Google Bought Enough Wind Power to Match 100 Percent of Its Energy Use From 2017

Giant wind turbines dot the sky in Spain in 2004. Reuters

Update | Google is going green—green enough to offset its entire nonrenewable energy consumption.

The company announced Thursday that it had purchased enough wind and solar energy to match 100 percent of the energy required to run its products in 2017. The clean energy purchases brought the company's total wind and solar capacity to over three gigawatts.

New clean energy purchases bring our total wind and solar capacity to over 3 gigawatts—enough renewables to match 100% of the energy it takes to run our products in 2017.

— Google (@Google) November 30, 2017

"With solar and wind declining dramatically in cost and propelling significant employment growth, the transition to clean energy is driving unprecedented economic opportunity and doing so faster than we ever anticipated," Gary Demasi, Google's director of global infrastructure, said in a statement.

Google signed three contracts to reach its 2017 goal. The company purchased 140 megawatts from the Grand River Dam Authority's Oklahoma wind farm; 200 megawatts from EDF Renewable Energy's Iowa wind farm; and 196 megawatts from Avangrid Renewables' two South Dakota wind farms.

The Oklahoma wind farm begins operations the soonest; it is expected to go online by January 2018. Grand River Dam Authority's chief executive officer, Dan Sullivan, said the "commitment that our partner Google has made to utilizing renewables has always been an important factor in that pursuit."

EDF Renewable Energy's wind farm in Iowa is expected to become operational in December 2019, and Avangrid Renewable's wind farm in South Dakota by 2019 as well.

Wind-turbine generators in Desert Hot Springs, California, in 2011. Reuters

In the last six years, wind energy costs dropped by 60 percent and solar by 80 percent, according to a statement from Urs Hölzle, Google's senior vice president of technical infrastructure, last year.

"Electricity costs are one of the largest components of our operating expenses at our data centers, and having long-term stable cost of renewable power provides protection against price swings in energy," Hölzle said. "Since the wind doesn't blow 24 hours a day, we'll also broaden our purchases to a variety of energy sources that can enable renewable power, every hour of every day."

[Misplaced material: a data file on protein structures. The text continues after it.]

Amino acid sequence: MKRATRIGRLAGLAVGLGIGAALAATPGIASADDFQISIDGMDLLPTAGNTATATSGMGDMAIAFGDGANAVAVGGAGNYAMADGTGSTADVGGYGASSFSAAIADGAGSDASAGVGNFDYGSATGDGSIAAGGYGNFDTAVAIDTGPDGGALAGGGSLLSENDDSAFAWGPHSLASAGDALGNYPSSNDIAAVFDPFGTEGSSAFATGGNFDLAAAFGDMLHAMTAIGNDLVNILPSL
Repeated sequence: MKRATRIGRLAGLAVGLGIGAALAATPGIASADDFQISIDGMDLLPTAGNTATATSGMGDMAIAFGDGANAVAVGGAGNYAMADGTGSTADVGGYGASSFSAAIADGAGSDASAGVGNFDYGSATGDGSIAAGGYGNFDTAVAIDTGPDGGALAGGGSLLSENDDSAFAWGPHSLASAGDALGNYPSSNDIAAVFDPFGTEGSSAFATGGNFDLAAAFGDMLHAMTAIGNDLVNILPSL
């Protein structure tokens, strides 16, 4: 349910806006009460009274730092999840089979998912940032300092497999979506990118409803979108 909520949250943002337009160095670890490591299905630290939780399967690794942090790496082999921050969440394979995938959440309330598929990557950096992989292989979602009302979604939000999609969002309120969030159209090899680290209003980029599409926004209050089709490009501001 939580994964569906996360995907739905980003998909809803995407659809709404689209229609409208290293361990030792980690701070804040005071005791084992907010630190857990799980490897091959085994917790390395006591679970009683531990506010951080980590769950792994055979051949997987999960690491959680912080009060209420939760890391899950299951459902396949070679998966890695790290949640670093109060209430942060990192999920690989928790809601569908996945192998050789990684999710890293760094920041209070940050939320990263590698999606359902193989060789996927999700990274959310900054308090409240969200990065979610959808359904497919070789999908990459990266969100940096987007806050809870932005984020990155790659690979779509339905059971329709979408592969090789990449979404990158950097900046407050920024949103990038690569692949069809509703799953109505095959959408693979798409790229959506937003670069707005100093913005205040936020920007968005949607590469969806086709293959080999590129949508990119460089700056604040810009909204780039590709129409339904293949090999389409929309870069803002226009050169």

In 2010, Google signed the first agreement to purchase all electricity from a 114-megawatt wind farm in Iowa. The three contracts announced this week are worth over 500 megawatts and push Google to more thanthree gigawatts—more than twice the renewable energy consumption as Amazon as of November 2016, according to Bloomberg News Energy Finance. By 2012, Google made a commitment to purchase enough renewable to match 100 percent of its operations by 2017.

There's a slight nuance to Google's announcement of purchasing enough renewables to match 100 percent of its energy use. In the company's 2016 environmental report, Google defined 100 percent renewable energy as purchasing the same amount of renewable electricity as the electricity that all of its operations use. Its energy is still connected to the general electricity grid, so when wind and solar farms aren't producing electricity, operations still continue to run from other energy sources.

"The grid is a confusing thing at the best of the time. What Google is trying to do here—given that you're looking at the whole year—is even more complicated," Nathanael Greene, director of the renewable energy policy, energy, and transportation program at the Natural Resources Defense Council, told Newsweek. "It's not like a flow of water from one end of the hose to another end of a hose. So the idea that you can get green electrons from a solar system to your wall socket—it's just not the way electrons work."

Google's latest wind farm contracts meet the amount of energy required to run its 2017 operations, but the availability of wind or solar could differ from moment to moment. To balance the supply and demand moment to moment is not as viable today, as storing the wind and solar energy remains a challenge.

"It's not just a question of whether it's a windy or a sunny day," Greene said. "The moment-to-moment demand and the moment-to-moment supply—there's no effort being made to match those up. It's only over the course of a whole year that all of their demand—that total amount—is being offset by the total amount of wind and solar."

Correction: An earlier version of this story misspelled Nathanael Greene's name.